Nanoparticle emissions on Minnesota highways

D. B. Kittelson, W. F. Watts, J. P. Johnson

Research output: Contribution to journalArticlepeer-review

350 Scopus citations


The objective of this project was to characterize on-road aerosol on highways surrounding the Minneapolis area. Data were collected under varying on-road traffic conditions and in residential areas to determine the impact of highway traffic on air quality. The study was focused on determining on-road nanoparticle concentrations, and estimating fuel-specific and particle emissions km-1. On-road aerosol number concentrations ranged from 104 to 106 particles cm-3. The highest nanoparticle concentrations were associated with high-speed traffic. At high vehicular speeds engine load, exhaust temperature, and exhaust flow all increase resulting in higher emissions. Less variation was observed in particle volume, a surrogate measure of particle mass. Most of the particles added by the on-road fleet were below 50nm in diameter. Particles in this size range may dominate particle number, but contribute little to particle volume or mass. Furthermore, particle number is strongly influenced by nucleation and coagulation, which have little or no effect on particle volume. Measurements made in heavy traffic, speeds<32kmh-1, produced lower number concentrations and larger particles. Number concentrations measured in residential areas, 10-20m from the highway, were considerably lower than on-road concentrations, but the size distributions were similar to on-road aerosol with high concentrations of very small (<20nm) particles. Much lower number concentrations and larger particles were observed in residential areas located 500-700m from the highway. Estimated emissions of total particle number larger than 3nm ranged from 1.9 to 9.9×1014 particles km -1 and 2.2-11×1015 particles (kg fuel)-1 for a gasoline-dominated vehicle fleet.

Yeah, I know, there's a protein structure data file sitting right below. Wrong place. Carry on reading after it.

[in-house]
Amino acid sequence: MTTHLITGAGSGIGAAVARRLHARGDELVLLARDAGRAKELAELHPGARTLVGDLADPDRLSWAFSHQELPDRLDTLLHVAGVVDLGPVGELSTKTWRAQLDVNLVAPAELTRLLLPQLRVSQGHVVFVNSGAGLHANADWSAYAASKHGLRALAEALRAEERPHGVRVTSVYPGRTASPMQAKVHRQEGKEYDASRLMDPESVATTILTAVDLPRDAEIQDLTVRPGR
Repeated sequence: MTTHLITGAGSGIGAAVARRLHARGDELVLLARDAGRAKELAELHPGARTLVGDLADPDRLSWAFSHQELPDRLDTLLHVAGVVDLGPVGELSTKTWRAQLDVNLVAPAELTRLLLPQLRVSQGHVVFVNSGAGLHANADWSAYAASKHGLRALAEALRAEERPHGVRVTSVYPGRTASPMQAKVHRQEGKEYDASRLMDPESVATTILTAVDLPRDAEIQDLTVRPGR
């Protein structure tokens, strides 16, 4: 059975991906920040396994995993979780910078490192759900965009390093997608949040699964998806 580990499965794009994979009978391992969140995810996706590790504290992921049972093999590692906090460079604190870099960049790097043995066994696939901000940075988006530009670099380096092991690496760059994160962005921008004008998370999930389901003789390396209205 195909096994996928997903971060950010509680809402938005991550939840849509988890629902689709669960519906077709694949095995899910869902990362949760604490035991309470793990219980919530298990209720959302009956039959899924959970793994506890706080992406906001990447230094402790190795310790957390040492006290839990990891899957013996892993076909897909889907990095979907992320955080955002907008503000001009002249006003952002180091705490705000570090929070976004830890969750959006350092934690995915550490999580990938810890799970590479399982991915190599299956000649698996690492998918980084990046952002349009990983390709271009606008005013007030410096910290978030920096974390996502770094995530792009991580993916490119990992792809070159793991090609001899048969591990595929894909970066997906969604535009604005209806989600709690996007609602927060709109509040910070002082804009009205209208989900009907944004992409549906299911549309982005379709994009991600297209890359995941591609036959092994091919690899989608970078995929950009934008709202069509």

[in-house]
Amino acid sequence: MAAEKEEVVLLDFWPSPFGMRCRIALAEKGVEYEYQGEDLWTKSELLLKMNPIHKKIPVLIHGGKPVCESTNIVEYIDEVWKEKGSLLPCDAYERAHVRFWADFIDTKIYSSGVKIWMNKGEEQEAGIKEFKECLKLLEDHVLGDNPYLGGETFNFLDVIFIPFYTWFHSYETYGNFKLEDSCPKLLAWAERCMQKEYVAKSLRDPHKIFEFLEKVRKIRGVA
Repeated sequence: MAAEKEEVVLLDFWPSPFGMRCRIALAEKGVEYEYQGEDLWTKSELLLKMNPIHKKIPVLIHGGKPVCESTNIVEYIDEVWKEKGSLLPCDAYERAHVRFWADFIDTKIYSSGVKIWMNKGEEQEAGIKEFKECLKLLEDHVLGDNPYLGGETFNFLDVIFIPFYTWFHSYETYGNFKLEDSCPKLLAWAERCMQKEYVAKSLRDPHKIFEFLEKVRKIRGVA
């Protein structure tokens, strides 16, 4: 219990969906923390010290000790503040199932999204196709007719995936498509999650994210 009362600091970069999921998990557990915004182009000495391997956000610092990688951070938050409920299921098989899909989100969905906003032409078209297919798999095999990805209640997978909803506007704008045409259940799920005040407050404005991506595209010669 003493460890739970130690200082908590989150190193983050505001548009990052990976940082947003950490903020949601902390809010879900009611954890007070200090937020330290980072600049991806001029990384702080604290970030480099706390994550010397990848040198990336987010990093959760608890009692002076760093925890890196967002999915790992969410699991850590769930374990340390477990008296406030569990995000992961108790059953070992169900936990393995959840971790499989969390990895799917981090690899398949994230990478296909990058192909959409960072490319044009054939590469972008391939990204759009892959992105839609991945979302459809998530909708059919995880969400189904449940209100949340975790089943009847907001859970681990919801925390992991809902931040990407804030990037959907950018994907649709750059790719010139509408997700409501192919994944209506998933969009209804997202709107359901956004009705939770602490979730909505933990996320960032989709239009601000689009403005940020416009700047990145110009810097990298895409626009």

Original languageEnglish (US)
Pages (from-to)9-19
Number of pages11
JournalAtmospheric Environment
Issue number1
StatePublished - Jan 2004

Bibliographical note

Funding Information:
This work was funded in part by the University of Minnesota Center for Transportation Studies under a contract from the Minnesota Department of Transportation (MnDOT). The Coordinating Research Council (CRC) and the sponsors of the CRC E-43 project provided funding for the MEL and instrumentation. The Volvo Truck Corporation provided the tractor platform for the MEL. We would like to thank Mr. Bill Bunde and Ms. Marilyn Jordahl-Larson from MnDOT and Mr. Marcus Drayton from the University of Minnesota for their assistance in making this project possible.


  • Nanoparticles
  • Nuclei mode
  • On-road measurements
  • Particle size
  • Particulate matter

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